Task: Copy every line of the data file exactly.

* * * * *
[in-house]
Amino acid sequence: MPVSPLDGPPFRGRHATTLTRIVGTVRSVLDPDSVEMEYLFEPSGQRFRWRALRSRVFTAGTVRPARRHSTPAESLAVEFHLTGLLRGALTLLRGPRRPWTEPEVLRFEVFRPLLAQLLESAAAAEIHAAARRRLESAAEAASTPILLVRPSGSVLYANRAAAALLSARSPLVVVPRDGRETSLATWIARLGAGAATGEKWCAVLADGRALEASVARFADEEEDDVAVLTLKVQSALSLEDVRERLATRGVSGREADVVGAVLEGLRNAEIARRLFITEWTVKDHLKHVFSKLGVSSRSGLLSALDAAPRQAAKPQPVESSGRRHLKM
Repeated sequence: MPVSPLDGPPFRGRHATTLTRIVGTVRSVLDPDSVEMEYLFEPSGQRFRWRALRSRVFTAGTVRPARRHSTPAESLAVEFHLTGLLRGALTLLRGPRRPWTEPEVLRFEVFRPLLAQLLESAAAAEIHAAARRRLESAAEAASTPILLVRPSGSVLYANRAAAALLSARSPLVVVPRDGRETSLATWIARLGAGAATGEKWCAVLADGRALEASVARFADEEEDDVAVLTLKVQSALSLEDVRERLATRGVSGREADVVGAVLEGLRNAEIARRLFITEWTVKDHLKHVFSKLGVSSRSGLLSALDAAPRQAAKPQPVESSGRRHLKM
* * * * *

[in-house]
Amino acid sequence: MPVSPLDGPPFRGRHATTLTRIVGTVRSVLDPDSVEMEYLFEPSGQRFRWRALRSRVFTAGTVRPARRHSTPAESLAVEFHLTGLLRGALTLLRGPRRPWTEPEVLRFEVFRPLLAQLLESAAAAEIHAAARRRLESAAEAASTPILLVRPSGSVLYANRAAAALLSARSPLVVVPRDGRETSLATWIARLGAGAATGEKWCAVLADGRALEASVARFADEEEDDVAVLTLKVQSALSLEDVRERLATRGVSGREADVVGAVLEGLRNAEIARRLFITEWTVKDHLKHVFSKLGVSSRSGLLSALDAAPRQAAKPQPVESSGRRHLKM
Repeated sequence: MPVSPLDGPPFRGRHATTLTRIVGTVRSVLDPDSVEMEYLFEPSGQRFRWRALRSRVFTAGTVRPARRHSTPAESLAVEFHLTGLLRGALTLLRGPRRPWTEPEVLRFEVFRPLLAQLLESAAAAEIHAAARRRLESAAEAASTPILLVRPSGSVLYANRAAAALLSARSPLVVVPRDGRETSLATWIARLGAGAATGEKWCAVLADGRALEASVARFADEEEDDVAVLTLKVQSALSLEDVRERLATRGVSGREADVVGAVLEGLRNAEIARRLFITEWTVKDHLKHVFSKLGVSSRSGLLSALDAAPRQAAKPQPVESSGRRHLKM